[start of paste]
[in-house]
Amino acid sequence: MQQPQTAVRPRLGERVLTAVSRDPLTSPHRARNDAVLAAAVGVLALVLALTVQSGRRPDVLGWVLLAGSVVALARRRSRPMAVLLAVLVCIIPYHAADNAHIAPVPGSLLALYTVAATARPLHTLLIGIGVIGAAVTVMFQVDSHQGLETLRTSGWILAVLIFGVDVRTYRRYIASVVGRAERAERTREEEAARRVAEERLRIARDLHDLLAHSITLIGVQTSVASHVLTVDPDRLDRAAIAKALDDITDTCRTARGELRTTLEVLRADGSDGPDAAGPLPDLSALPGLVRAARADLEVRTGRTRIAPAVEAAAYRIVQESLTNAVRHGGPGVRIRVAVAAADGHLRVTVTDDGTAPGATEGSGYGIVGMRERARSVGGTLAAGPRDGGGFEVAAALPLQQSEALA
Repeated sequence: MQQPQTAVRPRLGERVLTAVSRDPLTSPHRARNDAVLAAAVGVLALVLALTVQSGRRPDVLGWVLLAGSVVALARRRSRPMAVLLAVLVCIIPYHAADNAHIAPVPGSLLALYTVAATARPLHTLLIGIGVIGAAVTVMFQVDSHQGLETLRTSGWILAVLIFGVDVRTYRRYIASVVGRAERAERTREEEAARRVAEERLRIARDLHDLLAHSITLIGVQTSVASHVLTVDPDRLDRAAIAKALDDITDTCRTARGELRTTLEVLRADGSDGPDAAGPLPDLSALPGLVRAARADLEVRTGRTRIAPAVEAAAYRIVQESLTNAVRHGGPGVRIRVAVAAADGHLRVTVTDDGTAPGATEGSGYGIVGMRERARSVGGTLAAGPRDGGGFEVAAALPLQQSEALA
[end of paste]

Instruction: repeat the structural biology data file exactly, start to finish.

[in-house]
Amino acid sequence: MQQPQTAVRPRLGERVLTAVSRDPLTSPHRARNDAVLAAAVGVLALVLALTVQSGRRPDVLGWVLLAGSVVALARRRSRPMAVLLAVLVCIIPYHAADNAHIAPVPGSLLALYTVAATARPLHTLLIGIGVIGAAVTVMFQVDSHQGLETLRTSGWILAVLIFGVDVRTYRRYIASVVGRAERAERTREEEAARRVAEERLRIARDLHDLLAHSITLIGVQTSVASHVLTVDPDRLDRAAIAKALDDITDTCRTARGELRTTLEVLRADGSDGPDAAGPLPDLSALPGLVRAARADLEVRTGRTRIAPAVEAAAYRIVQESLTNAVRHGGPGVRIRVAVAAADGHLRVTVTDDGTAPGATEGSGYGIVGMRERARSVGGTLAAGPRDGGGFEVAAALPLQQSEALA
Repeated sequence: MQQPQTAVRPRLGERVLTAVSRDPLTSPHRARNDAVLAAAVGVLALVLALTVQSGRRPDVLGWVLLAGSVVALARRRSRPMAVLLAVLVCIIPYHAADNAHIAPVPGSLLALYTVAATARPLHTLLIGIGVIGAAVTVMFQVDSHQGLETLRTSGWILAVLIFGVDVRTYRRYIASVVGRAERAERTREEEAARRVAEERLRIARDLHDLLAHSITLIGVQTSVASHVLTVDPDRLDRAAIAKALDDITDTCRTARGELRTTLEVLRADGSDGPDAAGPLPDLSALPGLVRAARADLEVRTGRTRIAPAVEAAAYRIVQESLTNAVRHGGPGVRIRVAVAAADGHLRVTVTDDGTAPGATEGSGYGIVGMRERARSVGGTLAAGPRDGGGFEVAAALPLQQSEALA